Ophioglossaceae

(Adder's tongue family)

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GENERA (3) include Botrychium, Ophioglossum, and Helminthostachys.

THE OPHIOGLOSSACEAE are an isolated family, not closely allied to other living family of ferns. They have been aligned with a progymnosperm lineage. The family shows some primitive characters, such as large, massive sporangia with high spore capacity. The Ophioglossaceae have a high colonizing capacity, and commonly occur in recently glaciated or climatically altered regions.

SPORANGIA are sessile or subsessile. They are borne on special branches, that arise from the bases of fertile leaves or below sterile ones. They are separate, or laterally joined in a synangium, and lack an annulus.

SPORES are homosporous, and lack chlorophyll. They are consistently trilete, and have one of the most elaborate sporoderm structures in the Filicopsida.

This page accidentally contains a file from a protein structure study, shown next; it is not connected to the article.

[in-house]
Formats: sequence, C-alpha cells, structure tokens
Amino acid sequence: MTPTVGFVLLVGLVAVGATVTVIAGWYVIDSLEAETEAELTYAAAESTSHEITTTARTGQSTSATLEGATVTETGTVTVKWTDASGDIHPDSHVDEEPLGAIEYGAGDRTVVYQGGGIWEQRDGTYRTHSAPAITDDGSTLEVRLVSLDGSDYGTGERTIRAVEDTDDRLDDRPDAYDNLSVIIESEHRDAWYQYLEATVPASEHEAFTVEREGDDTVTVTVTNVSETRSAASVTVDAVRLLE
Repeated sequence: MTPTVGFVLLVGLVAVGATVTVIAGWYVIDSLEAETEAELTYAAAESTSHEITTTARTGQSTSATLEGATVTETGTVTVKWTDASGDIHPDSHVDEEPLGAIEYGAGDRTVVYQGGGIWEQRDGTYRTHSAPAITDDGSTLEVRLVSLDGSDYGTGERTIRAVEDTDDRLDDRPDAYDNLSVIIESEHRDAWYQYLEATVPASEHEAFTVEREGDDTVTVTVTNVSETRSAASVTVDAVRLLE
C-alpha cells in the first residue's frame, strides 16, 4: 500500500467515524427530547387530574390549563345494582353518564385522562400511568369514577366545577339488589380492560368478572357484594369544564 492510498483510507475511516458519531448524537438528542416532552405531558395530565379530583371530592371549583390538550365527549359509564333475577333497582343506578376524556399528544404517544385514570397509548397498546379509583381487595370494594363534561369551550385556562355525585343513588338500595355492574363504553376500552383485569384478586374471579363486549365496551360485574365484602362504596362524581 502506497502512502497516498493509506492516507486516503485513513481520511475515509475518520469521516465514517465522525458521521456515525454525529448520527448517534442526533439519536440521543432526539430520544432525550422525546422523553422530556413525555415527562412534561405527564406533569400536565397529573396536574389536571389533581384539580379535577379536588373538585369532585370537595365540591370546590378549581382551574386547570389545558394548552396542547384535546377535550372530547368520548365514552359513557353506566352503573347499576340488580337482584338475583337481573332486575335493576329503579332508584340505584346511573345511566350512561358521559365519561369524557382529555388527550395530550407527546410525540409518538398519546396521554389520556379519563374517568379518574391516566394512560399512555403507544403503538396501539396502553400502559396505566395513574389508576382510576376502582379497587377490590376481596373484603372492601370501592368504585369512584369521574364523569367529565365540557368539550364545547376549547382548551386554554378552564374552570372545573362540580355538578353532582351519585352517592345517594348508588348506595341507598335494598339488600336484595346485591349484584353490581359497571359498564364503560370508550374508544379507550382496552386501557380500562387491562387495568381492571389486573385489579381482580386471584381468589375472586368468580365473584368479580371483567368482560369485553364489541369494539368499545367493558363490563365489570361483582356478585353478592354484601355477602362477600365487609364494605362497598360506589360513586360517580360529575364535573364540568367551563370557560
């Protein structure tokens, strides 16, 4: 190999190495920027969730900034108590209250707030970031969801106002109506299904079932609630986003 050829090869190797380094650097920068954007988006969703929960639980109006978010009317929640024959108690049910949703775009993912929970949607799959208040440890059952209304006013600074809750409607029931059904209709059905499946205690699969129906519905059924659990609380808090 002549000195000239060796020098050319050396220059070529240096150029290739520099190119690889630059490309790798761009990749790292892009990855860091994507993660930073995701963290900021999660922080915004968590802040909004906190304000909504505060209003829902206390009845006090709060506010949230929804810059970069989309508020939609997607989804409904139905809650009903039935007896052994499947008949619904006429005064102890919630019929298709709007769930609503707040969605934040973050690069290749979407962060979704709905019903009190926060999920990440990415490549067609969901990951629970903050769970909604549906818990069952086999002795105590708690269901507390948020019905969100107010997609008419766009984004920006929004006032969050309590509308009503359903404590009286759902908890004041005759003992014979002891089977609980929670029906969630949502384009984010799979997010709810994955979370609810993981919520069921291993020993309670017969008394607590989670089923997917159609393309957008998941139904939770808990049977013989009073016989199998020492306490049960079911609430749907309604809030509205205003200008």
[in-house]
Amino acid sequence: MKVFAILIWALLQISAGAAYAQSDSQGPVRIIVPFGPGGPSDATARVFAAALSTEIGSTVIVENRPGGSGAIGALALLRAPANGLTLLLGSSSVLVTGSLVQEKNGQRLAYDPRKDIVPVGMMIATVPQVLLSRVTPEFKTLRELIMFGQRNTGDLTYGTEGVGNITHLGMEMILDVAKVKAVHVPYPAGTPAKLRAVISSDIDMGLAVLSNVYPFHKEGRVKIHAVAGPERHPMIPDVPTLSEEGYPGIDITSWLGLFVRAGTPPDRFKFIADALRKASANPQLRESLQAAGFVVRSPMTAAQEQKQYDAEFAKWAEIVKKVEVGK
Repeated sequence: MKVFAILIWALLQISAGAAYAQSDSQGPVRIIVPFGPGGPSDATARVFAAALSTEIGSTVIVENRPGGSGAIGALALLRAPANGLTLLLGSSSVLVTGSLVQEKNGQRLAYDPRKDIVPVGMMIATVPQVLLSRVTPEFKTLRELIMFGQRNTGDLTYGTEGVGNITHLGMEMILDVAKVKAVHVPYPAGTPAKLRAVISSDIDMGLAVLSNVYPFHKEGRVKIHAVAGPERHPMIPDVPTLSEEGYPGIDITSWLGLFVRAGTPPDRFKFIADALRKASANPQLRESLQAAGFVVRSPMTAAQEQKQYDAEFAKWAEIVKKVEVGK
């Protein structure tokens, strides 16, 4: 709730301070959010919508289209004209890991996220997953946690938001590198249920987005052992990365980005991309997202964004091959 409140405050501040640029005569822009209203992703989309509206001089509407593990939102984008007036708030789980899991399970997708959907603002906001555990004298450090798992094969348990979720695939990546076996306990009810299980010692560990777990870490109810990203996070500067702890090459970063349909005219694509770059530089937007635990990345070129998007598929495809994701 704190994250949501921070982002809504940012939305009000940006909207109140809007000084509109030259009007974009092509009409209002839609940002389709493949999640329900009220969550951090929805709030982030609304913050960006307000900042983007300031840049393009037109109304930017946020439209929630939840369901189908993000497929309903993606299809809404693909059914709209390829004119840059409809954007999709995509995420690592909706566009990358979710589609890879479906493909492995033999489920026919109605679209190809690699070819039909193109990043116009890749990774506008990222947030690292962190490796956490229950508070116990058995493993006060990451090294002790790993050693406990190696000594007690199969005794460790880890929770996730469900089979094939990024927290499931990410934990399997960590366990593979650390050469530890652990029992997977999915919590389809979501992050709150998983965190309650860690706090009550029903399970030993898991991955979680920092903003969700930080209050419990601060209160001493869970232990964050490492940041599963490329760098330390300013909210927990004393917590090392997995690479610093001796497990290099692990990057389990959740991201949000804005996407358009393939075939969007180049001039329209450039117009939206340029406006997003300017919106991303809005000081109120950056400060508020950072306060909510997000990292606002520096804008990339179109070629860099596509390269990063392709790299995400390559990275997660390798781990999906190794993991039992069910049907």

STEMS range from erect and unbranched, to prostrate and rarely branched. They are small and fleshy, and may be pubescent-scaly at the apex.

PETIOLES are continuous with the stalk of the sporophore. Enlarged at the base into a membranous, stipular sheath, they each at least partially enclose a bud.

LEAVES are small, usually only a few cm in length (rarely 50 cm long). Entire, pinnate, or broadly and deeply palmate, they are rarely circinate in bud. Leaves are glabrous or thinly pubescent. Sterile leaf blades may be expanded, or reduced/absent (Ophioglossum simplex).

VENATION is branching. The vascular cylinder may be siphonostelic, or (rarely) dictyostelic.

THE GAMETOPHYTE is mycorrhizic, subterranean, and non-photosynthetic. Fleshy and irregularly elongate, it may be branched or nearly spherical. Antheridia and archegonia are rather uniformly distributed, or dorsiventral with the gametangia on the upper surface.

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